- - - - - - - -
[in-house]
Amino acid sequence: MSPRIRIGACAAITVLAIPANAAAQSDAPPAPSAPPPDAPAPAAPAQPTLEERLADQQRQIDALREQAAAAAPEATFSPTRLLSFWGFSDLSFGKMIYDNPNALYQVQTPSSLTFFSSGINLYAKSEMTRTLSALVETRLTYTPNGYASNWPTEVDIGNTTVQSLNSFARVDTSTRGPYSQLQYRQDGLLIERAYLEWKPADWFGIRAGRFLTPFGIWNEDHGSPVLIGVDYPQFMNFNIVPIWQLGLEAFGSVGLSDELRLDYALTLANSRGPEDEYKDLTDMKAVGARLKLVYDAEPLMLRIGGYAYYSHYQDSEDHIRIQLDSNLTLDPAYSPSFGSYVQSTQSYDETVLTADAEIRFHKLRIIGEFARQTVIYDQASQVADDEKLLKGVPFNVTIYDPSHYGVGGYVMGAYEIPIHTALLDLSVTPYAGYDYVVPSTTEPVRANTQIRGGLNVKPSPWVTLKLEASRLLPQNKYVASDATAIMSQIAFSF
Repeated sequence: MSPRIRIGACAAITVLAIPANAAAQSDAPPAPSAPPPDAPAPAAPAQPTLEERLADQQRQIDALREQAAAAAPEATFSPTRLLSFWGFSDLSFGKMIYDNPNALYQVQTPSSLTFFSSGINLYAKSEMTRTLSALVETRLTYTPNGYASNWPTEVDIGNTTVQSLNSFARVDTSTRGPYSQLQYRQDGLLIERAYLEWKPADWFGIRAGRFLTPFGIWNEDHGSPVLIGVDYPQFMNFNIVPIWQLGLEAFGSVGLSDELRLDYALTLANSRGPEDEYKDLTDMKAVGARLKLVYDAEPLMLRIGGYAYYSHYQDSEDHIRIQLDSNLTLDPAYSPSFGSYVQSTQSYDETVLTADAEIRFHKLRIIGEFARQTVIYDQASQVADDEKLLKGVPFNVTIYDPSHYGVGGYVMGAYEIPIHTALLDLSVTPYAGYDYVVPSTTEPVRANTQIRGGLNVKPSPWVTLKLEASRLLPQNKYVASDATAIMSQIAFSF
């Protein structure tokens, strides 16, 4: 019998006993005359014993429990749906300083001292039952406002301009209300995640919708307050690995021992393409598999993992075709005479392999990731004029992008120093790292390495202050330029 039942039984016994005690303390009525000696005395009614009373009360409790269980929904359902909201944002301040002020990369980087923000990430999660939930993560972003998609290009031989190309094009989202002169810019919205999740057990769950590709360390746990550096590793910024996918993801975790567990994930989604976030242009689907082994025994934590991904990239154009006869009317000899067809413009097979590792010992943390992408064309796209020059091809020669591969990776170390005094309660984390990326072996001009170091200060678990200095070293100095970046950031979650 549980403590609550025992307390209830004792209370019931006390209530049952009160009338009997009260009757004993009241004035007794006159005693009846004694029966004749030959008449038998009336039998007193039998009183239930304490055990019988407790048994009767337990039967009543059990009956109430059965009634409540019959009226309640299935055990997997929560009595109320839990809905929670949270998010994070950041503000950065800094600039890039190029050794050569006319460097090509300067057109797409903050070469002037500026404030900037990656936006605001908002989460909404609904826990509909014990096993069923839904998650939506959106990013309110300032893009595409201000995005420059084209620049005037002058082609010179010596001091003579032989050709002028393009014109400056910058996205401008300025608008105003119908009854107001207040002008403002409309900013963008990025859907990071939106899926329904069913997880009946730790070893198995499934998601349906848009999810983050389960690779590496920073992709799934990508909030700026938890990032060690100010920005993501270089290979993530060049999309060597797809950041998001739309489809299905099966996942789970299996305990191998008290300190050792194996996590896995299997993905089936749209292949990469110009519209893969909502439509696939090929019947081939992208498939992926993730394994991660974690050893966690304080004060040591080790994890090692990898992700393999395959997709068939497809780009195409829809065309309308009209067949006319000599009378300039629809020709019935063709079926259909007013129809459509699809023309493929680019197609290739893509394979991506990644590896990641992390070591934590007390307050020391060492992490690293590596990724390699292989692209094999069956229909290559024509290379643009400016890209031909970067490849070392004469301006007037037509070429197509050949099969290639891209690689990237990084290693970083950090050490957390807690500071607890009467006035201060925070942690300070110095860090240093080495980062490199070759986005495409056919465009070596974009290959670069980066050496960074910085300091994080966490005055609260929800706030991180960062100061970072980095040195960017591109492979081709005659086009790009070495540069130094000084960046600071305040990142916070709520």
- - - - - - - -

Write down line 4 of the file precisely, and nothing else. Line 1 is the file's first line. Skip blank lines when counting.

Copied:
């Protein structure tokens, strides 16, 4: 019998006993005359014993429990749906300083001292039952406002301009209300995640919708307050690995021992393409598999993992075709005479392999990731004029992008120093790292390495202050330029 039942039984016994005690303390009525000696005395009614009373009360409790269980929904359902909201944002301040002020990369980087923000990430999660939930993560972003998609290009031989190309094009989202002169810019919205999740057990769950590709360390746990550096590793910024996918993801975790567990994930989604976030242009689907082994025994934590991904990239154009006869009317000899067809413009097979590792010992943390992408064309796209020059091809020669591969990776170390005094309660984390990326072996001009170091200060678990200095070293100095970046950031979650 549980403590609550025992307390209830004792209370019931006390209530049952009160009338009997009260009757004993009241004035007794006159005693009846004694029966004749030959008449038998009336039998007193039998009183239930304490055990019988407790048994009767337990039967009543059990009956109430059965009634409540019959009226309640299935055990997997929560009595109320839990809905929670949270998010994070950041503000950065800094600039890039190029050794050569006319460097090509300067057109797409903050070469002037500026404030900037990656936006605001908002989460909404609904826990509909014990096993069923839904998650939506959106990013309110300032893009595409201000995005420059084209620049005037002058082609010179010596001091003579032989050709002028393009014109400056910058996205401008300025608008105003119908009854107001207040002008403002409309900013963008990025859907990071939106899926329904069913997880009946730790070893198995499934998601349906848009999810983050389960690779590496920073992709799934990508909030700026938890990032060690100010920005993501270089290979993530060049999309060597797809950041998001739309489809299905099966996942789970299996305990191998008290300190050792194996996590896995299997993905089936749209292949990469110009519209893969909502439509696939090929019947081939992208498939992926993730394994991660974690050893966690304080004060040591080790994890090692990898992700393999395959997709068939497809780009195409829809065309309308009209067949006319000599009378300039629809020709019935063709079926259909007013129809459509699809023309493929680019197609290739893509394979991506990644590896990641992390070591934590007390307050020391060492992490690293590596990724390699292989692209094999069956229909290559024509290379643009400016890209031909970067490849070392004469301006007037037509070429197509050949099969290639891209690689990237990084290693970083950090050490957390807690500071607890009467006035201060925070942690300070110095860090240093080495980062490199070759986005495409056919465009070596974009290959670069980066050496960074910085300091994080966490005055609260929800706030991180960062100061970072980095040195960017591109492979081709005659086009790009070495540069130094000084960046600071305040990142916070709520």